This is a post written by Sandy, a student in my Create A Profitable Online Store Course. Sandy signed up for my class without knowing anything about website design or how to run an online business.
But despite her lack of experience, she managed to find her niche, source her products, create her website and launch www.GetUnrobed.com in a relatively short amount of time.
After getting to know Sandy this past year, she has become one of my favorite students. Why? It’s because she has a great attitude and she’s always willing to improve herself and try new things.
As I’ve mentioned in previous posts, an entrepreneur’s attitude is the most important aspect of starting any business. So it’s no wonder that her shop has been doing very well. In fact, she was nice enough to reveal some of her sales numbers at the end of her post.
Today, I wanted to talk about an interesting conversation that I had the other day with my good friend Rebecca (not her real name) about income stability. This past year, she was laid off from her job at a private consulting firm.
And it happened so suddenly that she didn’t really see it coming and was left completely unprepared. She didn’t have a backup plan. She didn’t have another job lined up.
And while she had a reasonable amount of savings in her bank account, her lifestyle was calibrated towards a high paying professional salary.
Because she was reluctant to cut back on her expenditures, her first instinct was to look for another job at a different firm but the economy was bad so there were very few jobs available.
Months went by and she still couldn’t find any employment and she eventually got to the point where she even considered …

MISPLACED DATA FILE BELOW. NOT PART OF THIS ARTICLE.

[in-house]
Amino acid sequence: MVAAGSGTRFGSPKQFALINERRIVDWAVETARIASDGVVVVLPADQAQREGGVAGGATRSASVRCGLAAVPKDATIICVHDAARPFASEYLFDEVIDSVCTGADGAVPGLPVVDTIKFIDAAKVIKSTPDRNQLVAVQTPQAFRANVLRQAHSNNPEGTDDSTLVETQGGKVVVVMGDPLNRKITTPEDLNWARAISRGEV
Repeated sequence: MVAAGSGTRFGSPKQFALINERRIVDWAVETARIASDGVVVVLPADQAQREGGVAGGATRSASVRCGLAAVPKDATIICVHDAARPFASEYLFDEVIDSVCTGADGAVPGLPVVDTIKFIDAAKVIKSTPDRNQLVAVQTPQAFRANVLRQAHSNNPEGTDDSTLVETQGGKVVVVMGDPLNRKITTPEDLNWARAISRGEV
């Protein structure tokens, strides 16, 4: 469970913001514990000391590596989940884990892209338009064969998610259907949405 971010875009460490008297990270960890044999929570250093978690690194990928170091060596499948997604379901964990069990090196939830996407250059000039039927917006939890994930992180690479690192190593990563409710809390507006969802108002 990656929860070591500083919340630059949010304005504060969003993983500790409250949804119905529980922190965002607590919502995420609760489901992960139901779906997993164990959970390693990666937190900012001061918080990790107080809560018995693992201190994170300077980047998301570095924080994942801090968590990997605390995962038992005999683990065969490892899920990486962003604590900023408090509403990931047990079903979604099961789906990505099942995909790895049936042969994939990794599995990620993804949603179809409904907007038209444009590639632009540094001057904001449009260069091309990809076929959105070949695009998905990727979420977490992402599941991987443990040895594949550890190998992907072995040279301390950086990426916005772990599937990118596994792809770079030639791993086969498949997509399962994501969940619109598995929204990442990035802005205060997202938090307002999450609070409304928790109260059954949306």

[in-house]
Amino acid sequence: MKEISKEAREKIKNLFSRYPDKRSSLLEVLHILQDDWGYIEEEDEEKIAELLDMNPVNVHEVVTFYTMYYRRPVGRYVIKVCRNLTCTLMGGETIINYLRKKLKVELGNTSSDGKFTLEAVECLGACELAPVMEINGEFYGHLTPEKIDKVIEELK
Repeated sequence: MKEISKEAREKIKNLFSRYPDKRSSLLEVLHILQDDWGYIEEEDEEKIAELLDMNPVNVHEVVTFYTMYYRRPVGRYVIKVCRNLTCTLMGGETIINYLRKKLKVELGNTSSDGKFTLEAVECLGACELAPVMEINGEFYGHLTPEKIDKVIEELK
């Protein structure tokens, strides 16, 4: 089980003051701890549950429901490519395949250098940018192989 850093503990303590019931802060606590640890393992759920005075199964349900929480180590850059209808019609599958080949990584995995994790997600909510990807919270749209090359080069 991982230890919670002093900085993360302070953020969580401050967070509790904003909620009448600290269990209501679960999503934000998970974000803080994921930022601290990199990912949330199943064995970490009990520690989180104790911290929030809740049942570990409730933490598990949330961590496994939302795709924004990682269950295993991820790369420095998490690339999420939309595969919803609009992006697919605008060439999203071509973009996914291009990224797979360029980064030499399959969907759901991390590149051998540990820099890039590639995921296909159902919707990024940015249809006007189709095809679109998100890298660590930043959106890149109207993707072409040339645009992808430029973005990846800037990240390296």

As part of my online store course, I’ve implemented a rewards system where students can accumulate “points” for participating in various activities in the class.
For example, class members can earn points for attending office hours, posting in the forums or reaching certain milestones with their online shops.
These points can then be redeemed for various prizes depending on the quantity.
One of most useful prizes I offer is the ability to trade in points for a video website critique.
And today, I want to share with you an online store critique that I recently did for Foxy Fly Travel, an online store that sells memory foam travel pillows to the Australian market.
A Special Thanks
First off, I just want to thank Marin and Jess for giving me permission to post this review publicly for my readers. Normally, all video critiques are strictly confidential and only available to members of the class.
And since …
Being in business for yourself opens up a world of opportunities.
You can seize the opportunity to build something that can sustain itself (and you) for a lifetime and even beyond. You can change your life and achieve things that you never thought possible.
But if we take a more pessimistic viewpoint for a moment, being in business for yourself can also be a grueling and largely fruitless endeavor.
Even if you do manage to establish yourself to a point where you can pay the bills, you may find growth beyond that point extremely challenging. And who wants to run a stagnant business in the long term?
With that in mind, in this post I want to focus on what you can do to instigate a new period of growth with an established business. The approach is simple, logical and extremely effective.
The Biggest Mistake Many Entrepreneurs Make